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Traffic : why we drive the way we do (and what it says about us)

Author: Tom Vanderbilt
Publisher: New York : Alfred A. Knopf, 2008.
Edition/Format:   Book : English : 1st edView all editions and formats
Database:WorldCat
Summary:
Based on exhaustive research and interviews with driving experts and traffic officials around the globe, Traffic gets under the hood of the everyday activity of driving to uncover the surprisingly complex web of physical, psychological, and technical factors that explain how traffic works, why we drive the way we do, and what our driving says about us. Vanderbilt examines the perceptual limits and cognitive  Read more...
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Additional Physical Format: Online version:
Vanderbilt, Tom.
Traffic.
New York : Alfred A. Knopf, 2008
(OCoLC)763128227
Material Type: Internet resource
Document Type: Book, Internet Resource
All Authors / Contributors: Tom Vanderbilt
ISBN: 9780307264787 0307264785 9780307397720 0307397726
OCLC Number: 213495274
Description: viii, 402 p. ; 25 cm.
Contents: Prologue : Why I became a late merger (and why you should too) --
Why does the other lane always seem faster? How traffic messes with our heads. Shut up, I can't hear you : anonymity, aggression, and the problems of communicating while driving ; Are you lookin' at me? Eye contact, stereotypes, and social interaction on the road ; Waiting in line, waiting in traffic : why the other lane always moves faster ; Postscript : And now, the secrets of late merging revealed --
Why you're not as good a driver as you think you are. If driving is so easy, why is it so hard for a robot? What teaching machines to drive teaches us about driving ; How's my driving? How the hell should I know? Why lack of feedback fails us on the road --
How our eyes and minds betray us on the road. Keep your mind on the road : why it's so hard to pay attention in traffic ; Objects in traffic are more complicated than they appear : how our driving eyes deceive us --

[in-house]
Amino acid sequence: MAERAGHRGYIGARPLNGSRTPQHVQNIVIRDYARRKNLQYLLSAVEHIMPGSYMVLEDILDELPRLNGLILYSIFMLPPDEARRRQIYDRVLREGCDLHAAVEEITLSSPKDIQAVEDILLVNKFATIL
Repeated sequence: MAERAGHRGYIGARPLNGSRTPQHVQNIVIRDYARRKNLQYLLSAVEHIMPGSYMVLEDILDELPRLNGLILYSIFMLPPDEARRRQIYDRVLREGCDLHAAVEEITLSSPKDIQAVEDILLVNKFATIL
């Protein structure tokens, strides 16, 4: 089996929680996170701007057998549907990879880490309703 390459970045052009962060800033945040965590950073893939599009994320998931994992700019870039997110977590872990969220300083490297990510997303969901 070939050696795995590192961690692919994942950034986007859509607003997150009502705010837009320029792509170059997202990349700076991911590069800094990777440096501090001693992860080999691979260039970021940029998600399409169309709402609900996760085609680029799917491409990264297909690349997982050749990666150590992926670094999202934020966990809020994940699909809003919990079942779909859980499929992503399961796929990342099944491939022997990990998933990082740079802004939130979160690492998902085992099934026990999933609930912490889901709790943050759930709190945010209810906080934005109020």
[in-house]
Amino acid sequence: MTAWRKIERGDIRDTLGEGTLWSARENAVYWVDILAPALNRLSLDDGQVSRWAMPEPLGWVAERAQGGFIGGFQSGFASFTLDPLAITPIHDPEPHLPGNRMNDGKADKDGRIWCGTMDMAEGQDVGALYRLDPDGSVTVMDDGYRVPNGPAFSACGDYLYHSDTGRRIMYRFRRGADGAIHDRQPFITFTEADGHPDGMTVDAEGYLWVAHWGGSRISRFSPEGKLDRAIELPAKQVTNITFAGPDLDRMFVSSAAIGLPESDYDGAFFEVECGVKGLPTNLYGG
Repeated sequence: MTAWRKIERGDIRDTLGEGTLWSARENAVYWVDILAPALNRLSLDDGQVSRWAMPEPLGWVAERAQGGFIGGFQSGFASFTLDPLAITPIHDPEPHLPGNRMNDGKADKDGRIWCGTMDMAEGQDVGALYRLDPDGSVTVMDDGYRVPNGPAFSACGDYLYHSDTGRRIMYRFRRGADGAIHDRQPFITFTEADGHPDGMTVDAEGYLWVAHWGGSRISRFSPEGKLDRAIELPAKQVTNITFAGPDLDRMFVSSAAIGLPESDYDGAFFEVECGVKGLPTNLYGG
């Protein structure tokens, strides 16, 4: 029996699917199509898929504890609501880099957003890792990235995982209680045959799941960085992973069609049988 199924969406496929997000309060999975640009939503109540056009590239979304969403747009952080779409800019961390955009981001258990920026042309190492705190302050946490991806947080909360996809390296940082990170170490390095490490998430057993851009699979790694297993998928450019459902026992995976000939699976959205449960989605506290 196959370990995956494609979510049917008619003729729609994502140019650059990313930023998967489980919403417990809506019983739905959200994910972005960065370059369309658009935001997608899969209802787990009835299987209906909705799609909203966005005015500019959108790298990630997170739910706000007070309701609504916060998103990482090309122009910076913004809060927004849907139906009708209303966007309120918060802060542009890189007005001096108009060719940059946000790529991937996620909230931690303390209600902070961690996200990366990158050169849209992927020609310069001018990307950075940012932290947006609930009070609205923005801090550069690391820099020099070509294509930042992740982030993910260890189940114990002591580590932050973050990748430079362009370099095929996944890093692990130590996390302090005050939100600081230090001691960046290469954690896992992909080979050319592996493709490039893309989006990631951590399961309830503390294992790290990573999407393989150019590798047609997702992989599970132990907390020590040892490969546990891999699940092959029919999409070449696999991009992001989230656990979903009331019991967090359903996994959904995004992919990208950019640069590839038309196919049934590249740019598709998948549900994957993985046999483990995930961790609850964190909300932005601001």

Why ants don't get into traffic jams (and humans do) : on cooperation as a cure for congestion. Meet the world's best commuter : what we can learn from ants, locusts, and crickets ; Playing God in Los Angeles ; When slower is faster, or, How the few defeat the many : traffic flow and human nature --
Why women cause more congestion than men (and other secrets of traffic). Who are all these people? The psychology of commuting ; The parking problem : why we are inefficient parkers and how this causes congestion --
Why more roads lead to more traffic (and what to do about it). The selfish commuter ; A few Mickey Mouse solutions to the traffic problem --
When dangerous roads are safer. The highway conundrum : how drivers adapt to the road they see ; The trouble with traffic signs : and how getting rid of them would be better for everyone ; Forgiving roads or permissive roads? The fatal flaws of traffic engineering --
How traffic explains the world : on driving with a local accent. "Good brakes, good horn, good luck!" : plunging into the maelstrom of Delhi traffic ; Why New Yorkers jaywalk (and why they don't in Copenhagen) : traffic as culture ; Danger : corruption ahead --
the secret indicator of crazy traffic --
Why you shouldn't drive with a beer-drinking divorced doctor named Fred on Super Bowl Sunday in a pickup truck in rural Montana : what's risky on the road and why. Semiconscious fear : how we misunderstand the risks of the road ; Should I stay or should I go? Why risk on the road is so complicated ; The risks of safety --
Epilogue : Driving lessons.
Responsibility: Tom Vanderbilt.
More information:

Abstract:

Based on exhaustive research and interviews with driving experts and traffic officials around the globe, Traffic gets under the hood of the everyday activity of driving to uncover the surprisingly complex web of physical, psychological, and technical factors that explain how traffic works, why we drive the way we do, and what our driving says about us. Vanderbilt examines the perceptual limits and cognitive underpinnings that make us worse drivers than we think we are. He demonstrates why plans to protect pedestrians from cars often lead to more accidents. He shows how roundabouts, which can feel dangerous and chaotic, actually make roads safer--and reduce traffic in the bargain. He uncovers who is more likely to honk at whom, and why. He explains why traffic jams form, outlines the unintended consequences of our quest for safety, and even identifies the most common mistake drivers make in parking lots.--From publisher description.

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